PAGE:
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Fluorescent lighting, headaches and eye-strain.
Wilkins, A.J., Nimmo-Smith, I., Slater, A.I. & Bedocs, L.
In Proceedings of the National Lighting Conference and Daylighting Colloquium (pp.188-196), (Robinson College, Cambridge). CIBSE.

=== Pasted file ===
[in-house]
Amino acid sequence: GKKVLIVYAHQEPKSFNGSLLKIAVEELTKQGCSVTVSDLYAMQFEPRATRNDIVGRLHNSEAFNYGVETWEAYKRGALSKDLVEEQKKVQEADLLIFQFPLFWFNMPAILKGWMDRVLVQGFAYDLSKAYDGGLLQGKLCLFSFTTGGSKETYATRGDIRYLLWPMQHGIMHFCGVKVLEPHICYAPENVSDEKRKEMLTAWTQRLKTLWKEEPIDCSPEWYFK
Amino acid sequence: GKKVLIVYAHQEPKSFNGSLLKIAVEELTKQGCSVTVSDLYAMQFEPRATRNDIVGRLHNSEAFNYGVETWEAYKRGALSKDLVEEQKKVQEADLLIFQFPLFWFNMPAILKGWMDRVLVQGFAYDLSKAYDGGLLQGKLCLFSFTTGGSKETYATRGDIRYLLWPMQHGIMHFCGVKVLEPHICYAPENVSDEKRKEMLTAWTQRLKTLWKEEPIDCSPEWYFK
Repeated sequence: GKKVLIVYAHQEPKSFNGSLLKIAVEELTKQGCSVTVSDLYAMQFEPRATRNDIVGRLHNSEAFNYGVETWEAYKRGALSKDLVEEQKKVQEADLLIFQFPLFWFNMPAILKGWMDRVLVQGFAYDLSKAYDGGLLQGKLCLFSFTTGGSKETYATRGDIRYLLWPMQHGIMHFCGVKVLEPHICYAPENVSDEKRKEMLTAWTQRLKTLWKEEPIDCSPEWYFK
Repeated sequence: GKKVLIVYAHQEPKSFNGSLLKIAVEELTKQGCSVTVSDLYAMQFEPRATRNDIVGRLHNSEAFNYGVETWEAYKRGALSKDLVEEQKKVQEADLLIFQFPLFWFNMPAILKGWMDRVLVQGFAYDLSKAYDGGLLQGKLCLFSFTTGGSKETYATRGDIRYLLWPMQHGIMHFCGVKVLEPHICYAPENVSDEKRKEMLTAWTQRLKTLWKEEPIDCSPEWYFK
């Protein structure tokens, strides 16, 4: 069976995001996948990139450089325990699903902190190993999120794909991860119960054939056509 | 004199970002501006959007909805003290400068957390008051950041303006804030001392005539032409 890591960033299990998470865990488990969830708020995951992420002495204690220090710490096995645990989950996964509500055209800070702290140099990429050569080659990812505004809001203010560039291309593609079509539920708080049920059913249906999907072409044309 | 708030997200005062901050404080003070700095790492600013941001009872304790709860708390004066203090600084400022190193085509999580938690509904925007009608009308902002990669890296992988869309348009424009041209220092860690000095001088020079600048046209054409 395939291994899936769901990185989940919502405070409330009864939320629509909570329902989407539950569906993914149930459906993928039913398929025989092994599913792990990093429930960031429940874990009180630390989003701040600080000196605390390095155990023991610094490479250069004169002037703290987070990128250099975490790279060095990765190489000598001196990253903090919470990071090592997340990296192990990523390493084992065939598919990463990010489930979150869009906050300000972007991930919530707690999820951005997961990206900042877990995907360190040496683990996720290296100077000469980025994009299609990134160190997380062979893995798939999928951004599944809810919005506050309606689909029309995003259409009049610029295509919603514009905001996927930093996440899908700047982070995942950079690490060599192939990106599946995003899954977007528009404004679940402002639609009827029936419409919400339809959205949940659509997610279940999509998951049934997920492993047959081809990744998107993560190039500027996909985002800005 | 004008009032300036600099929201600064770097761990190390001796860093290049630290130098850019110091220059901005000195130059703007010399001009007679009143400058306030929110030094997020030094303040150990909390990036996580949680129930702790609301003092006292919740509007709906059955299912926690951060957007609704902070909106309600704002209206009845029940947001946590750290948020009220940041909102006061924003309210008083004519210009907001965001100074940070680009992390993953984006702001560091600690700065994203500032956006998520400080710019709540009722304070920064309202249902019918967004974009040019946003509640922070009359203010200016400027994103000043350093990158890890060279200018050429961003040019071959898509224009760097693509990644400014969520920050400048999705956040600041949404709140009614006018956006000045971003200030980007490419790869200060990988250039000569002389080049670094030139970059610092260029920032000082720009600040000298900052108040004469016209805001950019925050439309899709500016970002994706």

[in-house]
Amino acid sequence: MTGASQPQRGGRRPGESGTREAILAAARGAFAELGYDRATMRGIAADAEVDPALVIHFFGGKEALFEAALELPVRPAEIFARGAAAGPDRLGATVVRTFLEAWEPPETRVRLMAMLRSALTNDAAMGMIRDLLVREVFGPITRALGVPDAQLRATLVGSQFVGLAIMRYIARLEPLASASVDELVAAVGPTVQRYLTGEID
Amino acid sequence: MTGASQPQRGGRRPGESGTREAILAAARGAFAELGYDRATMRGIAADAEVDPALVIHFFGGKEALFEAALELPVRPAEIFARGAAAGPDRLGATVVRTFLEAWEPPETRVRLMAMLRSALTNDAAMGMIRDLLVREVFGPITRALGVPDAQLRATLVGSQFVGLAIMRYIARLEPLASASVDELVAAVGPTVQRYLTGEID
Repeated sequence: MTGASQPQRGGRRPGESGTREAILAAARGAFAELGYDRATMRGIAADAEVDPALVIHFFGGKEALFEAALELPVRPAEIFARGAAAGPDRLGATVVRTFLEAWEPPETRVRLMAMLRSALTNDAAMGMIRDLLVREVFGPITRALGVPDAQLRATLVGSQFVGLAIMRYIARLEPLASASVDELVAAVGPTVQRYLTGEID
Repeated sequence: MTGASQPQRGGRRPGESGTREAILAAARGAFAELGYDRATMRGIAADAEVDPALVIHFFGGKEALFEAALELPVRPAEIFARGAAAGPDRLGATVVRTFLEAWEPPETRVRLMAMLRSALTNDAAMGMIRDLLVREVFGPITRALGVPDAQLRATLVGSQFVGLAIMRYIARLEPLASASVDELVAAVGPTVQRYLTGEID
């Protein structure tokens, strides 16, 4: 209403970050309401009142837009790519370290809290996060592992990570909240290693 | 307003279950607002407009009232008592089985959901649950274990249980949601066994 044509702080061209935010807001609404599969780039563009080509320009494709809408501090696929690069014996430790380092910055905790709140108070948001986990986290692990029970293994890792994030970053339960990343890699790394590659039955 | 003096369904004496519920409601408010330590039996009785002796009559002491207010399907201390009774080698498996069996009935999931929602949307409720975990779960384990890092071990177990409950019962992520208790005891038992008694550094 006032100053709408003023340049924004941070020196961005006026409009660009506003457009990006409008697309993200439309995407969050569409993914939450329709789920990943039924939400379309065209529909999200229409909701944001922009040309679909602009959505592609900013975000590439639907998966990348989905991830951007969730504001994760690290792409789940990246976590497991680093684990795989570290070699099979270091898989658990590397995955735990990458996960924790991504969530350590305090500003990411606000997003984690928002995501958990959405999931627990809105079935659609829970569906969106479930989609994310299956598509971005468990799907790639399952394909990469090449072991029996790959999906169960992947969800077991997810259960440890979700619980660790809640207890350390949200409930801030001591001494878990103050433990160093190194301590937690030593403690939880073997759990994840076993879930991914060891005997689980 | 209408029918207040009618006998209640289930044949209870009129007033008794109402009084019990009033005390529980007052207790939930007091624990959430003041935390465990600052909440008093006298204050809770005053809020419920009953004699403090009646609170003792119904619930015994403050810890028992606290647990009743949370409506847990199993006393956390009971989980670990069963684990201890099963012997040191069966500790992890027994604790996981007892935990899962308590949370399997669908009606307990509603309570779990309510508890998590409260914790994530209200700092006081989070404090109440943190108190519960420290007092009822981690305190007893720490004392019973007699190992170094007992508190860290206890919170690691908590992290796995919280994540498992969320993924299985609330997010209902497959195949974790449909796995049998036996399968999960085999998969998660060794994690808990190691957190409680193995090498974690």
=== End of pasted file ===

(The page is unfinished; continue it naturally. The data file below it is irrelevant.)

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The weekly incidence of headaches amongst office workers was compared when the offices were lit by fluorescent lighting where the fluorescent tubes were controlled by (1) a conventional choke circuit with switch start giving illumination that fluctuated with a peak-peak modulation of 40-50% and a principal frequency component at 100Hz; (2) a choke circuit with electronic start giving illumination with similar characteristics; (3) a solid state high-frequency ballast giving illumination with 100Hz modulation less than 7%. In a double-blind cross-over design, the average incidence of headaches and eye-strain was more than halved under high-frequency lighting. The speed with which the tubes ignited had no influence. Headaches tended to decrease with the height of the office above the ground and thus with increasing natural light. Office occupants chose to switch on the high-frequency lighting for longer.